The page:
The Ask Pearlfisher Anything webinar series gives brands the opportunity to connect with Pearlfisher’s experts across a range of topics including insight and innovation, brand strategy, brand design, visualization, production and sustainability. 

For this session, Head of Talent, Becs Baker and Designer Andrew Lawson-Wood, in London, joined forces with Design Director, Tiffany Bacani, from our New York Studio to discuss how to get started in today’s competitive design and creative industry by highlighting just what employers are looking for and how to truly stand out and make your mark with a distinctive portfolio and approach.

Here we share 5 insights from the Instagram Live session:

1. What makes an outstanding creative portfolio? Is it variety? 

An outstanding portfolio is one that makes an impression, engages, excites and influences the recipient by clearly and concisely showcasing the breadth and depth of creative thinking.

Immediacy is key. Agencies see hundreds of portfolios and need to be immediately grabbed by the genius of the big ideas. But it’s also about showing the craft and execution of these ideas and how they can be developed through each stage and applied to different touchpoints; rather than just showcasing the same idea used as a ‘template’ across the board.

Portfolios should never include something that the designer is not proud of or an idea they can’t get behind.

It’s always rewarding and interesting to see a designer’s own favourite design. It is a window into who they are, what they like and what they have the most heart for.

Including client and development work shows the designer’s individual contribution, conviction in their creative thinking, and ability to collaborate successfully to reach the desired outcome.

Being able to represent a variety of design styles and mediums – from illustration to digital – is always a useful bonus to show the scope of a designer’s skill set.

2. How do you stand out and get noticed?

Designers should find a way to establish a personable connection beyond their portfolio – whether this is through a physical or an online presence. Even with a screen in between, a personal introduction or unexpected anecdote on an individual’s website or friendly correspondence will get noticed. But be authentic.

Designers should dedicate their best efforts to getting to know their chosen agency – and getting onto their radar. It’s not just about finding out how they recruit via their website or advertise jobs but following them on social media and looking out for events or workshops that they may be hosting or attending which may present an opportunity for introductions.

It is a small industry, and one that has always thrived on connections and networking, and this can often present fortuitous meetings and conversations to get your name known and reach a wider group of creative influencers.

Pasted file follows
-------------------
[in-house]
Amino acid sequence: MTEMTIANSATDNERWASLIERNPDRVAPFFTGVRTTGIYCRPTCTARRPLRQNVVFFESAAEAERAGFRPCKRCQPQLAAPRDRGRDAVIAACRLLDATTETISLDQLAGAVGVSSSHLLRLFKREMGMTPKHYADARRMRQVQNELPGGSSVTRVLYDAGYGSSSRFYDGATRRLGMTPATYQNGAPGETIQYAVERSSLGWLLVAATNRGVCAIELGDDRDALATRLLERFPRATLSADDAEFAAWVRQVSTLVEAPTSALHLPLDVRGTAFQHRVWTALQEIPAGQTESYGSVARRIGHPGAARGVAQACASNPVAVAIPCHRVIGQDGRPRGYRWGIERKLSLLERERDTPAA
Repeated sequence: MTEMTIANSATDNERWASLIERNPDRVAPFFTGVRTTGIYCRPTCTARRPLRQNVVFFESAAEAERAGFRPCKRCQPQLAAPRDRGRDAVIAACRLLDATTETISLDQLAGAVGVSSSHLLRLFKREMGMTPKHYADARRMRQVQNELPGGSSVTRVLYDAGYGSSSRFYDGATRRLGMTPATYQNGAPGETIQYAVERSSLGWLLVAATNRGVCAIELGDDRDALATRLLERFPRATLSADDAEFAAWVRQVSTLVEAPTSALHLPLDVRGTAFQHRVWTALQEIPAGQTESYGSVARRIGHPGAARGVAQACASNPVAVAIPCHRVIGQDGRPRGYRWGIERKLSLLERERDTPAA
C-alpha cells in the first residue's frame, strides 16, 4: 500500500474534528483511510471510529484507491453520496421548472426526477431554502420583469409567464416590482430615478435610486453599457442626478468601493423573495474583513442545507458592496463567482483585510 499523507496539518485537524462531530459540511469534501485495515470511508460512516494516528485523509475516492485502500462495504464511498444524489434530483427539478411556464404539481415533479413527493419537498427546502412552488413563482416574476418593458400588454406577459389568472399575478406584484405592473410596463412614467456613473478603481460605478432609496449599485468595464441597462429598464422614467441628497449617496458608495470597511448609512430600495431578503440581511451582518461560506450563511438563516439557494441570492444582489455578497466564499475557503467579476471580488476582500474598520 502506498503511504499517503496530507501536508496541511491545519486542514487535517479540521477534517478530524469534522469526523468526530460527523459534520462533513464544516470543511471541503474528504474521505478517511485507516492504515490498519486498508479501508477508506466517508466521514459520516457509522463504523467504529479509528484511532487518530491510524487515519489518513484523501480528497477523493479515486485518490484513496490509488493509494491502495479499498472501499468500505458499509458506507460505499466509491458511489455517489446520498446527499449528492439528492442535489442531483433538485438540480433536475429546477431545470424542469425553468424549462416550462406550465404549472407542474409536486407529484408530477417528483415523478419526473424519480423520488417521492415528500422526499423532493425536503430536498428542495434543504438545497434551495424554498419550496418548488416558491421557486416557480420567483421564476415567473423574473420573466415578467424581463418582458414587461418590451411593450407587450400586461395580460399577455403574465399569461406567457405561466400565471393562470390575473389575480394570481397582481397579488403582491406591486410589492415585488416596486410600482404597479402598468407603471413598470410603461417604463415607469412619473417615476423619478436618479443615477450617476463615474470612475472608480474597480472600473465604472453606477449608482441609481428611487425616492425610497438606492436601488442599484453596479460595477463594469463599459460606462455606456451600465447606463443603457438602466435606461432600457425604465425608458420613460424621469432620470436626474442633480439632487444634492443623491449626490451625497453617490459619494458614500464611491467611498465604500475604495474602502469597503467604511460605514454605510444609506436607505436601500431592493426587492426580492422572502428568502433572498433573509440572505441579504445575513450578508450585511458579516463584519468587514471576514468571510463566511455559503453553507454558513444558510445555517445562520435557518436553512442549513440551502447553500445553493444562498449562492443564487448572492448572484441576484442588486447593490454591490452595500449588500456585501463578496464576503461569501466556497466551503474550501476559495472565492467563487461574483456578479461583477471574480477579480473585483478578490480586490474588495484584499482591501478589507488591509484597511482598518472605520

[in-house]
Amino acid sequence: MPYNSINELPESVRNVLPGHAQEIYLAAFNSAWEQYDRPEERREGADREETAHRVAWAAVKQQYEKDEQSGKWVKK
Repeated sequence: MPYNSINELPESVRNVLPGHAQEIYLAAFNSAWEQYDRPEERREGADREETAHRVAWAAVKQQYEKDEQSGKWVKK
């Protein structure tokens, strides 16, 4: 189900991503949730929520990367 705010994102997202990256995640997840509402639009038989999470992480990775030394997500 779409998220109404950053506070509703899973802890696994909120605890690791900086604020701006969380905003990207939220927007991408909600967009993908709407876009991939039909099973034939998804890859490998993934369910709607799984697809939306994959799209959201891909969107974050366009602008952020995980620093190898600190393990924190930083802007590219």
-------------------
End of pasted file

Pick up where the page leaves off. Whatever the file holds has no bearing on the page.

3. Is previous design experience necessary?

This does, of course, depend on the level of job being applied for or opportunity being pursued.

Coming straight from school or college, or applying for a recognised Intern position, can actually sometimes give someone the advantage. Agencies appreciate fresh thinking and perspectives and these can often really stand out against someone who is more seasoned and already shaped by the industry.

4. What to do after applying? How to reach out? 

It’s good to be tenacious but agencies do get inundated with applications for advertised positions. This often makes it difficult to reply personally to every application. It is best to wait for a period of time for the agency to review and invite you in for an interview but it’s fine to send an e-mail to nudge if not heard within a few weeks to a month. 

If applying speculatively, it is always a good idea to find out the best way that the particular studio or agency would like to hear from you or connect with you. Again, remember to be personable and try to foster a reciprocal relationship.

Getting in touch, or following up, does let the specific agency know that you really care about your application and working for them. 

5. As a designer what qualities should you have to thrive in the design industry?

It is important to be able to learn and ask for help from mentors and those who have already taken the same professional path. 

Designers must have the confidence to push forward, voice their ideas and have conviction in their creative decisions. This is a key skill to develop early on in a design career.

But, so is being able to emotionally disconnect. It is important to understand that often ideas will not make the grade, to learn why they didn’t and be able to move on.

Being open-minded is essential as the pace of technology and innovation continues to accelerate. It’s vital to be able to adapt, learn and push out of a comfort zone.

This is an exciting and dynamic industry that is always evolving and, as a designer within it, it’s important to keep those creative antennae permanently switched on.